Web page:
Blogging for HONS 201: Feminism, New Media, and Health at Hunter College.
A few months ago, my wonderful colleague Sarah blogged about genderswapping and platonic relationships, specifically related to two contemporary adaptations of Sherlock Holmes: BBC’s Sherlock and CBS’s Elementary. As Sarah outlines in her post, much of the Internet outcry related to Elementary was regarding the casting of Lucy Liu, an Asian-American woman, as Watson – Joan Watson. Much of the Internet backlash came from fans of the the BBC adaptation, and went from the racist to the sexist, to the straight-up ridiculous.
But what some Sherlock fans tried to do was argue that the depth of the relationship between Sherlock Holmes and John Watson depends entirely on both characters being cis, white, straight males, because of, you see, “homoerotic/queer subtext.” Now, the nature of Holmes and Watson’s relationship (in the novels) has been under debate for years upon years; whether or not they were simply platonic friends or gay lovers is open to the reader’s interpretation. But the insistance that CBS and Elementary are somehow homophobic for casting a woman as Watson and therefore destroying homoerotic queer subtext is ridiculous.
“Queerbaiting is what most shows with (predominantly white) male leads do. Put a little gay subtext in there to stir up interest, and then every so often go to the press, shout NO HOMO NO HOMO NO HOMO at the interviewer, and everything is fine.”
BBC’s Sherlock – and showrunner Steven Moffat – are guilty time and time again of queerbaiting; pretending to rep queer characters, while keeping any possibility of open queerness from moving beyond mere subtext. While many members of the Sherlock fandom continue pretend that “#Johnlock” is real, Irene Adler is only the openly queer character on the program. Idolizing John and Sherlock in the BBC series as queer characters isn’t progressive – it’s the fetishiztion of queer people while contributing absolutely nothing to actual queer representation in mainstream media. Queerbaiting completely comes from a place of privilege; it is privilege that allows fandom (and writers and producers) to serve up nudge-nudge-wink-wink queer subtext with nary a though about actual LBGTQIA invisibility in television.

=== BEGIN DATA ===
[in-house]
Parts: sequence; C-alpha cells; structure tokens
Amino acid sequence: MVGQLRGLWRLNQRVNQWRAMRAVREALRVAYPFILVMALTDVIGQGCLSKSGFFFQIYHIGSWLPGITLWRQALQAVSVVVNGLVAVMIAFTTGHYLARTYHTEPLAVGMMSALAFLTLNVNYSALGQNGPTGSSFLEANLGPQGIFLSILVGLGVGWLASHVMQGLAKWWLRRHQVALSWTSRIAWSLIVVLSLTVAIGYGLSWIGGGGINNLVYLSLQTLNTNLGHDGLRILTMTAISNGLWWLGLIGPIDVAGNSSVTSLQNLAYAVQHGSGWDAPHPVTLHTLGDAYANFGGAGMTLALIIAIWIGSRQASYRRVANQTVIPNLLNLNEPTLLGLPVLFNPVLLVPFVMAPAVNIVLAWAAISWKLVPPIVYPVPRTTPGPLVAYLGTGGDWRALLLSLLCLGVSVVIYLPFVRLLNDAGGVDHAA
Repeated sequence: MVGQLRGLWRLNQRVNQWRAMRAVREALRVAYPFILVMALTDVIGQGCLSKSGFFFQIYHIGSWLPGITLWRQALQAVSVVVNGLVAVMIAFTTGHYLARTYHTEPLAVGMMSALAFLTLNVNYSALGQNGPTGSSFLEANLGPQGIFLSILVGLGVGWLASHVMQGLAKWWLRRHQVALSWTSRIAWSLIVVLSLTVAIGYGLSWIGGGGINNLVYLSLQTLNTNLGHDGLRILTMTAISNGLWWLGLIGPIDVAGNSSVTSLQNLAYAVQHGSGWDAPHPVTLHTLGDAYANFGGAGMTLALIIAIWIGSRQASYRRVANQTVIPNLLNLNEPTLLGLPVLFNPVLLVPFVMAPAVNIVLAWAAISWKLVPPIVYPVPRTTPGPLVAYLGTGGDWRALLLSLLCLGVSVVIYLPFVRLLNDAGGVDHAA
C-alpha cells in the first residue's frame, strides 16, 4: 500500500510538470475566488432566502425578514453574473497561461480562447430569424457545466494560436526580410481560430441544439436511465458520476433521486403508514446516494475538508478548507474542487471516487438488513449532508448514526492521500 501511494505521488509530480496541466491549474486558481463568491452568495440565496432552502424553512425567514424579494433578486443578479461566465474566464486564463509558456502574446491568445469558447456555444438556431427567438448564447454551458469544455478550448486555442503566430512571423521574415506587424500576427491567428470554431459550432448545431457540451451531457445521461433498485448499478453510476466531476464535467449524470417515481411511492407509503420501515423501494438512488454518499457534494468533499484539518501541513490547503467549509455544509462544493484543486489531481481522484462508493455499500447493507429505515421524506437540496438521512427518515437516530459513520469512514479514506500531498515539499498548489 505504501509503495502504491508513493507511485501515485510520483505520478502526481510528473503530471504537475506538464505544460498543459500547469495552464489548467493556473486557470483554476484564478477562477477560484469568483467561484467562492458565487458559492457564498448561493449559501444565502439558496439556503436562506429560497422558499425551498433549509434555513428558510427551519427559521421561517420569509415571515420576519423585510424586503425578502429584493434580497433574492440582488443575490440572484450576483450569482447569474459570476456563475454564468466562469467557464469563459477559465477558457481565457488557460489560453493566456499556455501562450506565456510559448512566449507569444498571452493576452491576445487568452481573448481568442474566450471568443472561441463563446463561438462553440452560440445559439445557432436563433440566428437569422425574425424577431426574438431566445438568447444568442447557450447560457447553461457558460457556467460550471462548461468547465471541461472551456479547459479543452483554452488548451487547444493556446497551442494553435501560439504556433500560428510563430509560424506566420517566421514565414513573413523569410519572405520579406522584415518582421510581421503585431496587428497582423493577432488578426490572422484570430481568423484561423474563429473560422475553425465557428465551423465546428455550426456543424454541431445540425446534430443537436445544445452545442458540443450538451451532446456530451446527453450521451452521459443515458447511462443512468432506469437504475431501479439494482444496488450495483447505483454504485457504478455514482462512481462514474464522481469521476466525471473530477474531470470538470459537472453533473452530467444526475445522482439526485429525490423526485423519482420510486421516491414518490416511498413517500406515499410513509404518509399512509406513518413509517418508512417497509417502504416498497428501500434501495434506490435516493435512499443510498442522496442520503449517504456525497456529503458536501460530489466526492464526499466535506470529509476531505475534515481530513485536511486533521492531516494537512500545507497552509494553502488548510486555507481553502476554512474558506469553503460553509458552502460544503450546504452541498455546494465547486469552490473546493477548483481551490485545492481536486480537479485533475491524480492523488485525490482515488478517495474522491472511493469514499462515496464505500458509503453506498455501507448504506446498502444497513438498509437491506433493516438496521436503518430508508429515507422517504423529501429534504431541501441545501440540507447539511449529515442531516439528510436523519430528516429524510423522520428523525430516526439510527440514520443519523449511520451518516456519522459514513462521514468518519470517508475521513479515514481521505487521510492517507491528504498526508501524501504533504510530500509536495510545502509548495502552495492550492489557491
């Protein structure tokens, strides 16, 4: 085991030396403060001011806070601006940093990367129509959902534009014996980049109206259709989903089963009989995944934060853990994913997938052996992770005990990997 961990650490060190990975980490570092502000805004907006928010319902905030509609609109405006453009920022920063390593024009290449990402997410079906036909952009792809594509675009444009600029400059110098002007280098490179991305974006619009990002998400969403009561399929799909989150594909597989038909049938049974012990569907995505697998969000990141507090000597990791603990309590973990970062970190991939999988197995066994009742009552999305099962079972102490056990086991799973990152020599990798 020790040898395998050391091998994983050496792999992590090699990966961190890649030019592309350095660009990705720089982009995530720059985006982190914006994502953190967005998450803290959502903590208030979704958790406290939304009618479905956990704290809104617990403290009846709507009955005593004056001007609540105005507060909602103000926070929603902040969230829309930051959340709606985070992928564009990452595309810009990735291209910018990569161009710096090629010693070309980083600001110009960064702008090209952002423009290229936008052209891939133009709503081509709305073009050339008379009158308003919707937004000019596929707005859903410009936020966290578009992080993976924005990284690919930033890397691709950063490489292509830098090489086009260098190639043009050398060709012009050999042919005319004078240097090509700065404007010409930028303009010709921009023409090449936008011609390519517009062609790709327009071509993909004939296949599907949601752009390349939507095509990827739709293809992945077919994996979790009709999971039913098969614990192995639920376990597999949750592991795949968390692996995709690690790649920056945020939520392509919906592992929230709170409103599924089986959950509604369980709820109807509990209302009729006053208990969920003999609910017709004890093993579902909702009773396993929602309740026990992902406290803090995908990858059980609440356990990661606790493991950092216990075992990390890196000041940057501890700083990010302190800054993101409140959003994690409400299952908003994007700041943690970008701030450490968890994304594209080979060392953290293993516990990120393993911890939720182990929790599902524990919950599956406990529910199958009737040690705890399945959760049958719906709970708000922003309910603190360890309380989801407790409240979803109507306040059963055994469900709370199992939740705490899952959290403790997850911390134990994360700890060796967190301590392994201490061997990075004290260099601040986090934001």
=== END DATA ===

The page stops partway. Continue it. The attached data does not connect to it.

The confirmed platonic relationship between Holmes and Watson on Elementary goes on to further complicate the “argument” that Joan Watson represents queer erasure. Liu’s casting can’t be homophobic or erasure because there was no homosexual/queer relationship to erase. And not only is Watson a woman, but she is a woman of color. She is an Asian-American woman who is not defined by her gender or her ethnicity, and does not exist for the erotic/romantic desires of the men around her. That’s pretty damn progressive (and impressive) in my opinion, and the trivialization of what Liu’s casting represents – that somehow the show would be better/perfect if she were a straight, white man who had a queer subtext – also comes from a perch of privilege.
Have a nice day.
(And for the record, it’s not just the Sherlock fandom that is guilty of queerbaiting; the Doctor Who, Merlin, and Supernatural fandoms are others come to mind for me.)